Pear OS 8 Copies Apple's OS X
Image credit: Desktop Linux Reviews

Moto E Android phone review
The Verge has a review of Motorola's inexpensive Moto E Android phone, and they seem to like it a lot.

According to The Verge:

Cutting what isn’t strictly necessary, but retaining a core of reliable performance and simple design, Motorola has set a new standard with the Moto E. No longer can phone manufacturers complacently issue hamstrung devices that only look, but don’t really act, like smartphones. Firefox OS and every other effort at building affordable smartphones will have to measure themselves against the Moto E’s comprehensive capabilities. This phone is fast and responsive, hides its compromises well, and its access to the Google Play Store plugs it into the vast and thriving Android ecosystem.

Android became the dominant mobile platform of today on the back of breakthrough high-end devices like the Samsung Galaxy S, HTC Evo 4G, and Motorola Droid. The next stage in its growth will be driven by phones like the Moto E, a handset that’s affordable to many and good enough for most.

More at The Verge

Motorola Moto E Android Phone Review
Image credit: Amazon

I took a peek at the Motorola Moto E on Amazon to see what the user reviews were of this phone. As I write this, it has seven reviews and a five star rating. So it seems that The Verge's review was not off the mark, and people who have bought it really seem to like the phone.

Audit an Introduction to Linux class for free
If you are interested in learning more about Linux, or if you know someone who wants to get their feet wet with Linux, you can audit the Linux Foundation's "Introduction to Linux" class for free.

According to edX:

Linux powers 94% of the world’s supercomputers, most of the servers powering the Internet, the majority of financial trades worldwide and a billion Android devices. In short, Linux is everywhere. It appears in many different architectures, from mainframes to server to desktop to mobile and on a staggeringly wide variety of hardware.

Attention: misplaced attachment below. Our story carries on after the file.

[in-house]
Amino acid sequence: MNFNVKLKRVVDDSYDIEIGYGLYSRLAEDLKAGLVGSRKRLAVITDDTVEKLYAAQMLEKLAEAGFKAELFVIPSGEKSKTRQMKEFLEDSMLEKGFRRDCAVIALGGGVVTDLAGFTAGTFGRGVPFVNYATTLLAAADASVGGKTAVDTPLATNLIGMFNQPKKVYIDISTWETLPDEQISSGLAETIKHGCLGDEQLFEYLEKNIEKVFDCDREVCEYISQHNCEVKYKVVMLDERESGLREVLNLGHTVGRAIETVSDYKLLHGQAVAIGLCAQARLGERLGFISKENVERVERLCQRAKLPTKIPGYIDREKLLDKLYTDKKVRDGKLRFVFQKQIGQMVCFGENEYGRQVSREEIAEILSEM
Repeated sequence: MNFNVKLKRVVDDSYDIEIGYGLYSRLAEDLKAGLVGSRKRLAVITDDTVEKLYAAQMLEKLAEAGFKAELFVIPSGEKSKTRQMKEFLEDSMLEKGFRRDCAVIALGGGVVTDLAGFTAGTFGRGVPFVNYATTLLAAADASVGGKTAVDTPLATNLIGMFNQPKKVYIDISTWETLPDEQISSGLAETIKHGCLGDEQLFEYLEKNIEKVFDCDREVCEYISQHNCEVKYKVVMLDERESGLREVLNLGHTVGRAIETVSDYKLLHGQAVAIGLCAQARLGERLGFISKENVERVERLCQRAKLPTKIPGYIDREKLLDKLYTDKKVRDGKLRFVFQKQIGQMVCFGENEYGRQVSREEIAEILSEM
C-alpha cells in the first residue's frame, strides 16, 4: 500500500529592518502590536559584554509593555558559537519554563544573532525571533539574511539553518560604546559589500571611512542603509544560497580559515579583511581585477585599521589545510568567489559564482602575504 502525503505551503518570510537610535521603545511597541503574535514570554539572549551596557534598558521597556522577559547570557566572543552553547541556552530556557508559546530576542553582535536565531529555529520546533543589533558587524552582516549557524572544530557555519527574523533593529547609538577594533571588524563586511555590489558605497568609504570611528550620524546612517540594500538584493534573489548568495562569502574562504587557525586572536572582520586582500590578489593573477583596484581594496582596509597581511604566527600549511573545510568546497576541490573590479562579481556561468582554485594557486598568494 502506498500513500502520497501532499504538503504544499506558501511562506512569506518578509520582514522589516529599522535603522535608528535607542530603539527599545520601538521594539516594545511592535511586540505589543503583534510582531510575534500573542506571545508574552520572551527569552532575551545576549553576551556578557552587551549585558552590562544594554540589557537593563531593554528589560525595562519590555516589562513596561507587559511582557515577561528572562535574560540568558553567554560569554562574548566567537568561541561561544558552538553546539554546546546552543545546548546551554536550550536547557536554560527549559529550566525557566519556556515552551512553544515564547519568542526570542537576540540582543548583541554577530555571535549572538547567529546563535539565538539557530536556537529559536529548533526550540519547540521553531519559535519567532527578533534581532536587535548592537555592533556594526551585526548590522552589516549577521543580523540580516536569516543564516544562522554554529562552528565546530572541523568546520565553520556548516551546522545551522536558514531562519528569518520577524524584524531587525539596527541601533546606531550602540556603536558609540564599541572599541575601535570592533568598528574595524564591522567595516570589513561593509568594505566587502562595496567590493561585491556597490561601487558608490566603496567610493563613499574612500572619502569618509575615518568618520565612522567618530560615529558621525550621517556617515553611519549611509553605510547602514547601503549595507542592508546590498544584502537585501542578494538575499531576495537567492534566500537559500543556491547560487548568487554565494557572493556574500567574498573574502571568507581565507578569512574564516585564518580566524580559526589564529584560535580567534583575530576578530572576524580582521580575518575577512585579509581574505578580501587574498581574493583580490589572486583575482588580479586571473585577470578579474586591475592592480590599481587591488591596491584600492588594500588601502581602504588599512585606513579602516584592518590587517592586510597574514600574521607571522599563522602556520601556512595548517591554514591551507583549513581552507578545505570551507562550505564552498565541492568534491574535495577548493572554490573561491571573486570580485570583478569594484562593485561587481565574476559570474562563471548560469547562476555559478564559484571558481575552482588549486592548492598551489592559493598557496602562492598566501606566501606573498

This course explores the various tools and techniques commonly used by Linux programmers, system administrators and end users to achieve their day-to-day work in a Linux environment. It is designed for experienced computer users who have limited or no previous exposure to Linux, whether they are working in an individual or Enterprise environment.

Upon completion of this training you should have a good working knowledge of Linux, from both a graphical and command line perspective, allowing you to easily navigate through any of the major Linux distributions. You will be able to continue your progress as either a user, system administrator or developer using the acquired skill set.

More at edX

Be sure to watch the video of Linus embedded above for some thoughts on why it's worth it to learn more about Linux. It's great that the free audit option has been offered to people.

What's your take on all this? Tell me in the comments below.

The opinions expressed by the author do not necessarily reflect the views of ITworld.